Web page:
How to get the most value from Microsoft 365’s robust security features
Microsoft 365’s tools feature some pretty serious security protocols. But they’re not a magical solution. They work best when you use these features in a way that drives the best outcomes.
Microsoft 365 is undoubtedly one of the most powerful and popular productivity suites around. And for good reason. Not only does the suite bring together a whole host of best-in-breed apps, it’s also incredibly secure, making it easier for businesses to protect their critical and confidential data.
However, as with most things, results vary depending on how the software is used.
Microsoft 365 tools feature some pretty serious security protocols. But they’re not a magical solution. They work best when you use these features in a way that drives the best outcomes. This is the most effective way to protect your business against the risk of breaches, attacks, and cybercrime.
Here are four ways to get the most from your Microsoft 365 security features:
1. Use multi-factor authentication
Multi-factor authentication (MFA) provides a second line of defence against possible attacks. This feature requires users to provide two distinct forms of verification to access the Microsoft 365 tools they wish to use. For example, as well as entering a password, they may also be required to input a one-time code sent to their phone. If a security breach compromises that password, hackers will still be unable to gain access to the account.
2. Activate session timeouts
A session timeout automatically logs users out of a given Microsoft 365 tool following a period of inactivity, or when the app has been closed. If the user forgets to log out, nobody else will be able to access the session from the same device. Different Microsoft 365 apps have different timeout settings. For example, web-based SharePoint will log a user out after one hour of inactivity, while web-based Outlook will log them out after six.
3. Utilise alert policies
Microsoft 365’s alert policies automatically alert you to any unusual account activity. For example, you may choose to receive alerts when admin privileges are changed. Or when an unusual level of file sharing is taking place, or a large number of files are being deleted. There are many alert options to help you track activity and take action if something doesn’t look right.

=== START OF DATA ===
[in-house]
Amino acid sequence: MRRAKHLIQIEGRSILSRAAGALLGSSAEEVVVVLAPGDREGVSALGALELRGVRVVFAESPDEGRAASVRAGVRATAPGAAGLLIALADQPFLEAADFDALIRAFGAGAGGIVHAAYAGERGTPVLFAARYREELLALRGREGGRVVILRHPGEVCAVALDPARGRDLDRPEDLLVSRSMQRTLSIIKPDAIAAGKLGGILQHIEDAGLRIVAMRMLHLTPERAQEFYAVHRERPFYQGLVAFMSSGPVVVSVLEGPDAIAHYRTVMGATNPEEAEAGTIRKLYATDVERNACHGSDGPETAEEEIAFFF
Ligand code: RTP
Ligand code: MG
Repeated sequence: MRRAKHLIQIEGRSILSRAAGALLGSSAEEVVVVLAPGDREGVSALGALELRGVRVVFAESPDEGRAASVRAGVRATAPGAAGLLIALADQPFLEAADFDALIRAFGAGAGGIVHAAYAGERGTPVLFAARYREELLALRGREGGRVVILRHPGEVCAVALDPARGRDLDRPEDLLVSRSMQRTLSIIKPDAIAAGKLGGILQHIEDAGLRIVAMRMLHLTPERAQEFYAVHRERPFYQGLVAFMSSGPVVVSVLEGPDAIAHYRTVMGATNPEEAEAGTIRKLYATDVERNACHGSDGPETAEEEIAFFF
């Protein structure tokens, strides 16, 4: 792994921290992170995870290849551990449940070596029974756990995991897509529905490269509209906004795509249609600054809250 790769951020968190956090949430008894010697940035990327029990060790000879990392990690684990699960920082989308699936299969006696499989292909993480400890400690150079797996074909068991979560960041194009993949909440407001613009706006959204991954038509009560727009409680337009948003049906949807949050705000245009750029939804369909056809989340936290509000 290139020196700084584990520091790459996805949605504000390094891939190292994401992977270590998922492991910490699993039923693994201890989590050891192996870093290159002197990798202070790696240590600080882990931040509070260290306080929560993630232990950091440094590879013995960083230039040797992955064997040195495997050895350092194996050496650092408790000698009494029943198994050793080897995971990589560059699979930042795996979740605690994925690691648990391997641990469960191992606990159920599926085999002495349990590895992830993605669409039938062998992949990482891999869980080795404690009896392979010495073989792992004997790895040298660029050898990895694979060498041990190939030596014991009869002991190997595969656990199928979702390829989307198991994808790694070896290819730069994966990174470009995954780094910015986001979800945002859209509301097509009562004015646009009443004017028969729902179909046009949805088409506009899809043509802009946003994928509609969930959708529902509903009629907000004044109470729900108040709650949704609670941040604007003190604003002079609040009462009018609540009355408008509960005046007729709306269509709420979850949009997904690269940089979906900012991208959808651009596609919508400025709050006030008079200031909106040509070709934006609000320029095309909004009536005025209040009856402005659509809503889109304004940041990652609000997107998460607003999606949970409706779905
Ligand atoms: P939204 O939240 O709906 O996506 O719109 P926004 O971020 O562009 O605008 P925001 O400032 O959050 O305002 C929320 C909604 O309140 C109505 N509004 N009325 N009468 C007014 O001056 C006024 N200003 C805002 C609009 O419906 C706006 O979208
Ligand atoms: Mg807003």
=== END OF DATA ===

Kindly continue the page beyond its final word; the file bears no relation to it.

4. Assign user permissions and privileges
Many tools within the Microsoft 365 suite offer role-based access control. This means that individual users can be given access to the specific data and app features that they need to carry out their tasks effectively. This helps limit the number of people who can access business-critical data and confidential customer information, reducing the risk of a breach. Possible permissions vary from ‘viewer’ – unable to make changes to data – to full administrator capabilities.
Protect your business
Microsoft 365’s reputation for security is unrivalled. So much so, in fact, that it’s very easy to view the suite as the be-all-and-end-all of data protection. And in many instances, default 365 settings do reduce risk. However, at a time when cyber attacks are becoming increasingly advanced, it never hurts to take additional action to boost your resilience.
At Reliable Networks, we help businesses get the most from their Microsoft 365 subscription, offering tailored support to enhance app security. To learn more about how we can help you protect your business, get in touch.